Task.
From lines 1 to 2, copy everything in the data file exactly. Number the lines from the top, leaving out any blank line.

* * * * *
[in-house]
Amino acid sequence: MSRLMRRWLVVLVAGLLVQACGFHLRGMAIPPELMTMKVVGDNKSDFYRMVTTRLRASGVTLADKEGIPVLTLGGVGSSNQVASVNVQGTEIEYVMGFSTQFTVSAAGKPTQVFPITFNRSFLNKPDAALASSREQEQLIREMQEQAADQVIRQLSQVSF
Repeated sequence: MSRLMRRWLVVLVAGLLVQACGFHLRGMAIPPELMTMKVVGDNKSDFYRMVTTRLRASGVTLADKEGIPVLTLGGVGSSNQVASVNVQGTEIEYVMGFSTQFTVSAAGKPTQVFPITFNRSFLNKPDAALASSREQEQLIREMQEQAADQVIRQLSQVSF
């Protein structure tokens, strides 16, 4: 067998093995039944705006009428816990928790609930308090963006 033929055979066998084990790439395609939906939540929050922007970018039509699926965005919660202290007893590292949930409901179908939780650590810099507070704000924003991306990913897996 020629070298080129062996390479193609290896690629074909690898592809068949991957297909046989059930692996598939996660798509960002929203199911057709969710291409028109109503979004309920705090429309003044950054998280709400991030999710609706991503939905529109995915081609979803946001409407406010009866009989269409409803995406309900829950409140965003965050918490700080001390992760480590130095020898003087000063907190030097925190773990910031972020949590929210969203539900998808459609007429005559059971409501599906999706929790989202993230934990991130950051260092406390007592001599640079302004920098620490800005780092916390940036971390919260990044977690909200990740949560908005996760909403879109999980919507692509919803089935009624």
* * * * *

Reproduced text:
[in-house]
Amino acid sequence: MSRLMRRWLVVLVAGLLVQACGFHLRGMAIPPELMTMKVVGDNKSDFYRMVTTRLRASGVTLADKEGIPVLTLGGVGSSNQVASVNVQGTEIEYVMGFSTQFTVSAAGKPTQVFPITFNRSFLNKPDAALASSREQEQLIREMQEQAADQVIRQLSQVSF